Colombian Street Food
1. Colombian Hot Chocolate and Cheese: A mug full of rich hot chocolate served with a salty cube of white cheese. “Chocolate Completo” adds bread as well to make it a complete breakfast. And, as weird as this sounds, you should dunk the cheese in your hot chocolate. The idea is that you wait until the cheese is melty and gooey and then you scoop it out of your mug. The mixture is a salty and sweet combination that is unlike anything else. A must try!
2. Obleas are a sweet treat. A wafer filled with arequipe (caramel) and jam (ours was mora–a blackberry sauce). We found street carts all over La Candelaria selling these sugary sandwiches. There were many variations as well. You could add whipped cream (crema de leche), peanuts, sprinkles, cheese, anything your heart desires! This quick treat was a great way to get a sugar rush at any point in your day.
3. Ajiaco Soup: Ajiaco is the capital’s dish made with chicken and three types of potato. The soup’s key ingredient is an herb, Galinsoga parviflora. The soup is usually served with cream on top, cilantro, and capers; rice and avocado on the side and a corn-on-the cob, which is dipped into the bowl. We enjoyed this comfort dish, as it felt like a warm, filling bowl of creamy soup.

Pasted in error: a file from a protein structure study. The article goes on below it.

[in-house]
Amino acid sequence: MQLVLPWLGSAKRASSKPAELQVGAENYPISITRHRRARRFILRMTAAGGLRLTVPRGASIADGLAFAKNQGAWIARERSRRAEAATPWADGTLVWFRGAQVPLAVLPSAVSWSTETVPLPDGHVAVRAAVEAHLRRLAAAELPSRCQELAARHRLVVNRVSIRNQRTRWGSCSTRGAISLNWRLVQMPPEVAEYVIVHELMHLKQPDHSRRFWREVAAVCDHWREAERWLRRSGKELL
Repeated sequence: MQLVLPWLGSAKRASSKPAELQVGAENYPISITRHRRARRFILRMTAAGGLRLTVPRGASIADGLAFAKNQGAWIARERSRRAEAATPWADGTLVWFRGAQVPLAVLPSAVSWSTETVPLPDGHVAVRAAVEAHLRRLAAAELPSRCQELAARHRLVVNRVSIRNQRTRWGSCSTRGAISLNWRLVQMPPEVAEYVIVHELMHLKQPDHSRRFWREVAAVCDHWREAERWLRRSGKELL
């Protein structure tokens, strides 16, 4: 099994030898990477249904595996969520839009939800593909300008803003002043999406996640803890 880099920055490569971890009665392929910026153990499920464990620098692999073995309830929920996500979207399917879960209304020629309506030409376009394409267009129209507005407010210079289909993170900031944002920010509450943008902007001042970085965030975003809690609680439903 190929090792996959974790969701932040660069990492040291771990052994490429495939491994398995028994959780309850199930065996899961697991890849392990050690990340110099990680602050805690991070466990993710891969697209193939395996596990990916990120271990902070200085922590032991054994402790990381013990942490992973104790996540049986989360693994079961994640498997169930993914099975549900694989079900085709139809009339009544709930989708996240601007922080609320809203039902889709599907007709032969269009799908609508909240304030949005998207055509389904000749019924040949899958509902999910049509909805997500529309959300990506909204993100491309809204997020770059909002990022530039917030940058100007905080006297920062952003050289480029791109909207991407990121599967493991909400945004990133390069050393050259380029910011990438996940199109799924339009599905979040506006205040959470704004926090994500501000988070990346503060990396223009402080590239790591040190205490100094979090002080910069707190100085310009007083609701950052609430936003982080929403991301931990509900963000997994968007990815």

4. Deep Fried Coconut (Coco Frito): This concoction is basically just sticks of coconut that have been fried and then wrapped up in a paper cone. They come out as a caramelized, gooey coconut blob. It is as sweet as it sounds, and probably only a few slices will satisfy your craving to try this delight.
5. Empanadas: A fluffy pastry dough filled with either meat, cheese or vegetables. Many countries have them. Colombia’s did not disappoint. They were flaky, savory, and sometimes greasy. There was usually an array of hot sauces to add as well. Plus, for less than $1, you can’t beat the price of this cheap and easy snack.
6. Churros: Another fried delight. Crispy dough that is deep fried and then covered in cinnamon and sugar. Colombia has very good churros, crispy on the outside and soft on the inside.
7. Getatina De Pata De Res: One of our Sunday morning finds at the Bogota Ciclovia. This cart offered up a gelatinous bone marrow fluff. It was like eating a microwaved marshmallow, but it had a vanilla extract flavor.
8. Torcha: One of our Sunday morning finds at the Bogota Ciclovia. This guy was walking around with a tank full of foam. The strange part about it was that it tasted like wine.
9. Street Pizza: On many corners you can find a cheap pick-me-up snack. We indulged a few times in slices of pizza, including one that had corn, cilantro and pork. The pizza in Colombia usually had a thin crust and was made with fresh, local ingredients.